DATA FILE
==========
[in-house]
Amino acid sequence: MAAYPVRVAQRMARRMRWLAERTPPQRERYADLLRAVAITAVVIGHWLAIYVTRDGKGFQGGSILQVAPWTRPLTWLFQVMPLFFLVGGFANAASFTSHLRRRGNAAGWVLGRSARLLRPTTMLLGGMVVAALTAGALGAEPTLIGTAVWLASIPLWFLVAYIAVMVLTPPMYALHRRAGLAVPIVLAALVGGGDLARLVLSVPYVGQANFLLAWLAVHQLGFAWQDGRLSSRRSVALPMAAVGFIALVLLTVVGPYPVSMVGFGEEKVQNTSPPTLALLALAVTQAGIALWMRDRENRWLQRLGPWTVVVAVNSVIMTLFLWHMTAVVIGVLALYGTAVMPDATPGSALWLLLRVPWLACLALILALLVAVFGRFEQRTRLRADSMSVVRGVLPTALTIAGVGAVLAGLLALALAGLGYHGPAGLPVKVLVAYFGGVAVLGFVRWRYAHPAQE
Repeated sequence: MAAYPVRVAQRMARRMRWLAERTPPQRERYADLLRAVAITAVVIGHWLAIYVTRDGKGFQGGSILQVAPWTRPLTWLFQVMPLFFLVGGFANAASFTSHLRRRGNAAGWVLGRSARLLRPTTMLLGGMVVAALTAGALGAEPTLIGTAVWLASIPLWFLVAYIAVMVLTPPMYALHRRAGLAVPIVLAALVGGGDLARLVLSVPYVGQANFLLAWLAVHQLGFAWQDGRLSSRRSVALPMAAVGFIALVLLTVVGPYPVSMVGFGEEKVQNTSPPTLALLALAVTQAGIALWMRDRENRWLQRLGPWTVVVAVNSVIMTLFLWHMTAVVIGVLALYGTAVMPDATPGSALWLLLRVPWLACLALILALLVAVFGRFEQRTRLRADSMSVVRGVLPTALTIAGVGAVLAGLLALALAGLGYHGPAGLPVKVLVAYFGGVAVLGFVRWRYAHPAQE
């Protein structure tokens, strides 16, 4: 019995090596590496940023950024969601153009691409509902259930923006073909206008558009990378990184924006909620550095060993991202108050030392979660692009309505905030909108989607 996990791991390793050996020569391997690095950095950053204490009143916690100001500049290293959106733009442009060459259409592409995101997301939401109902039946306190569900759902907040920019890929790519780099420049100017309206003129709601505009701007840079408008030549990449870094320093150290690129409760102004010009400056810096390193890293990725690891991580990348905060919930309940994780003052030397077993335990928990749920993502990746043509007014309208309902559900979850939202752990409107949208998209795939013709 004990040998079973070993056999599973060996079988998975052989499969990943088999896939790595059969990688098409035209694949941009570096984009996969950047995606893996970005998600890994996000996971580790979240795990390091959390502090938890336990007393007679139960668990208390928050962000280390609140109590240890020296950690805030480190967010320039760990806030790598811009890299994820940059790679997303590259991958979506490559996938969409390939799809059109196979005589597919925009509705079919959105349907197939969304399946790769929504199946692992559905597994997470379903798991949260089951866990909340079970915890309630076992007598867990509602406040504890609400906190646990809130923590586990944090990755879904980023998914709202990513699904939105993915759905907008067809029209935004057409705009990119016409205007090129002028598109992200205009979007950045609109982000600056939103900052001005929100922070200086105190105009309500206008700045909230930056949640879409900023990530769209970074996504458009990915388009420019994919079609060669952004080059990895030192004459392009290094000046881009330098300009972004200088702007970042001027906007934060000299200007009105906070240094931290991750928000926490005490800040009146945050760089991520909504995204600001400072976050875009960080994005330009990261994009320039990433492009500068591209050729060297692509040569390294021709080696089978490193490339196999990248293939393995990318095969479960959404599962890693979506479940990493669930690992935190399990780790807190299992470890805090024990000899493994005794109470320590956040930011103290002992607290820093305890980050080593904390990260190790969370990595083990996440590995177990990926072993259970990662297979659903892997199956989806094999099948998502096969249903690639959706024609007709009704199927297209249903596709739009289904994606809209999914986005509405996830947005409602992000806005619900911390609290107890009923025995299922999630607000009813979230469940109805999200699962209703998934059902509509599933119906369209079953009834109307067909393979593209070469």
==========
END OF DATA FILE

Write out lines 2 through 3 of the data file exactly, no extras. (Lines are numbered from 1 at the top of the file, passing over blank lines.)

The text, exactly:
Amino acid sequence: MAAYPVRVAQRMARRMRWLAERTPPQRERYADLLRAVAITAVVIGHWLAIYVTRDGKGFQGGSILQVAPWTRPLTWLFQVMPLFFLVGGFANAASFTSHLRRRGNAAGWVLGRSARLLRPTTMLLGGMVVAALTAGALGAEPTLIGTAVWLASIPLWFLVAYIAVMVLTPPMYALHRRAGLAVPIVLAALVGGGDLARLVLSVPYVGQANFLLAWLAVHQLGFAWQDGRLSSRRSVALPMAAVGFIALVLLTVVGPYPVSMVGFGEEKVQNTSPPTLALLALAVTQAGIALWMRDRENRWLQRLGPWTVVVAVNSVIMTLFLWHMTAVVIGVLALYGTAVMPDATPGSALWLLLRVPWLACLALILALLVAVFGRFEQRTRLRADSMSVVRGVLPTALTIAGVGAVLAGLLALALAGLGYHGPAGLPVKVLVAYFGGVAVLGFVRWRYAHPAQE
Repeated sequence: MAAYPVRVAQRMARRMRWLAERTPPQRERYADLLRAVAITAVVIGHWLAIYVTRDGKGFQGGSILQVAPWTRPLTWLFQVMPLFFLVGGFANAASFTSHLRRRGNAAGWVLGRSARLLRPTTMLLGGMVVAALTAGALGAEPTLIGTAVWLASIPLWFLVAYIAVMVLTPPMYALHRRAGLAVPIVLAALVGGGDLARLVLSVPYVGQANFLLAWLAVHQLGFAWQDGRLSSRRSVALPMAAVGFIALVLLTVVGPYPVSMVGFGEEKVQNTSPPTLALLALAVTQAGIALWMRDRENRWLQRLGPWTVVVAVNSVIMTLFLWHMTAVVIGVLALYGTAVMPDATPGSALWLLLRVPWLACLALILALLVAVFGRFEQRTRLRADSMSVVRGVLPTALTIAGVGAVLAGLLALALAGLGYHGPAGLPVKVLVAYFGGVAVLGFVRWRYAHPAQE